Mouphtaou Yarou, Darrun Hilliard, Jerami Grant

Report: Syracuse to keep Big East ties with Villanova

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Syracuse and Villanova will continue playing each other in a post-Big East world for the next three seasons.

On Monday, The Juice reported that sources had confirmed that the two programs will play three games over three years in three different locations. Syracuse would get a home game at the Carrier Dome while Villanova will play host at the Wells Fargo Center the next season. The last game of the three-game series would be played at Madison Square Garden, likely part of a doubleheader.

During Syracuse’s farewell tour this season in the Big East, head coach Jim Boeheim made it clear he wanted to continue to play former Big East opponents despite the new home in the ACC. It was announced in January that Syracuse and St. John’s would continue to play each other through the 2015-2016 season.

The out-of-conference schedule Syracuse is putting together over the next few seasons, although difficult, will ennsure the Orange make several appearances at Madison Square Garden until 2016. On Dec. 14, St. John’s host Syracuse at MSG. To start the 2014-2015 season, Syracuse will play in the 2K Sports Classic — meaning the Orange have two games in the World’s Most Famous Arena — and then a neutral site game to end their three-game series with Villanova.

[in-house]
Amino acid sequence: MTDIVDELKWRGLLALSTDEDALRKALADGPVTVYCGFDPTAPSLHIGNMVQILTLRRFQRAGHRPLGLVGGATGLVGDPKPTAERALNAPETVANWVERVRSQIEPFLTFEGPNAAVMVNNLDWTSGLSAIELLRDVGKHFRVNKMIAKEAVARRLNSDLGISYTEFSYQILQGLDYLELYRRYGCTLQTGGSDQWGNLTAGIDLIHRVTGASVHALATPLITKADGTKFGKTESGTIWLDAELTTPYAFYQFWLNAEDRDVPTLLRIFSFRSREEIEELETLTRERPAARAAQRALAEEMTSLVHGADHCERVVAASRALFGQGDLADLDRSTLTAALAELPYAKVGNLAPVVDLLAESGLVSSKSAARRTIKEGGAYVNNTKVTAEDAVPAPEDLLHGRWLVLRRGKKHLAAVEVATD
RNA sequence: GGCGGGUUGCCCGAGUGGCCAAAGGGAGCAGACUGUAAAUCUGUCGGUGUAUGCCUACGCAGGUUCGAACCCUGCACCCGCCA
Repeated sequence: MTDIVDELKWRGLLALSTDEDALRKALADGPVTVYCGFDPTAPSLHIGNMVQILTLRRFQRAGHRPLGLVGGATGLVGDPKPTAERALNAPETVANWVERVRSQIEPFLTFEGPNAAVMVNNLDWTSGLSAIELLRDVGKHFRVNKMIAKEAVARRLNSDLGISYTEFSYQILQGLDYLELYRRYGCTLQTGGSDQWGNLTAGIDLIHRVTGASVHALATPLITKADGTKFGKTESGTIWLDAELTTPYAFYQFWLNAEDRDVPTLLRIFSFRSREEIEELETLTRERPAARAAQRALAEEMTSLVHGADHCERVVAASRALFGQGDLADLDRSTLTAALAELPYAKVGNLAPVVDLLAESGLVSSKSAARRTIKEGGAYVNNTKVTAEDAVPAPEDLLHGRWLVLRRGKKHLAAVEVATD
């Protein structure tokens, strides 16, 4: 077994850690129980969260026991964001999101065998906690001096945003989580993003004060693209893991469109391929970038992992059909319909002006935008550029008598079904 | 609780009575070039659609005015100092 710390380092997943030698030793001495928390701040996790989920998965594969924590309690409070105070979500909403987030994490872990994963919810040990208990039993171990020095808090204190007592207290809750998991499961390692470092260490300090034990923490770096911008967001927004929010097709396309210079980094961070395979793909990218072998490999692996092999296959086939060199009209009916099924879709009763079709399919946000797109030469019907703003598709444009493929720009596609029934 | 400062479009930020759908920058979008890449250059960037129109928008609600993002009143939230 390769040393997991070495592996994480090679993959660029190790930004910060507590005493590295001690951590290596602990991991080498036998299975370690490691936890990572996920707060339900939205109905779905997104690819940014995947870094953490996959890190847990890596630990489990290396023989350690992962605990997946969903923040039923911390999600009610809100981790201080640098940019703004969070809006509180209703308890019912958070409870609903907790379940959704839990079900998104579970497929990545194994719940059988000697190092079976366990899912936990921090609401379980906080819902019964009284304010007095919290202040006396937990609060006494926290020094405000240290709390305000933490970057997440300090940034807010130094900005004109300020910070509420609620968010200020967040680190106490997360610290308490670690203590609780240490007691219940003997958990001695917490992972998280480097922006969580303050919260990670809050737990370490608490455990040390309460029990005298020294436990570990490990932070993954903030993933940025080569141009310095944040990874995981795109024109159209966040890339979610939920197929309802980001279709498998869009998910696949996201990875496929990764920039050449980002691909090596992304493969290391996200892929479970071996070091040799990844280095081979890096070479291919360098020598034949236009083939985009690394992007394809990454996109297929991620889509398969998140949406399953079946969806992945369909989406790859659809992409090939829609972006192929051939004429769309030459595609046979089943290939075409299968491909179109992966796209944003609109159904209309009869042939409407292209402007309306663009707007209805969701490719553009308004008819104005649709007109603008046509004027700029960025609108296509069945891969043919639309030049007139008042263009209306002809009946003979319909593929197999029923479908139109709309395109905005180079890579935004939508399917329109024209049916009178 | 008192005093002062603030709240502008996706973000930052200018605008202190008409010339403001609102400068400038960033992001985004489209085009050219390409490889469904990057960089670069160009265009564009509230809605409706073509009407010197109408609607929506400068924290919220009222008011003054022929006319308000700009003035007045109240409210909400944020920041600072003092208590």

This November, Syracuse is slated to participate in the Maui Invitational and an appearance in the Battle 4 Atlantis in 2015. These out-of-conference games and tournaments are on top of an ACC schedule against the likes of Duke, North Carolina, Pittsburgh, Louisville and others in the coming seasons.

Boeheim had previously expressed interest in playing against long-time rival Georgetown.

Terrence is also the lead writer at and can be followed on Twitter: @terrence_payne

Michigan State playing zone? It’s possible

Tom Izzo
Associated Press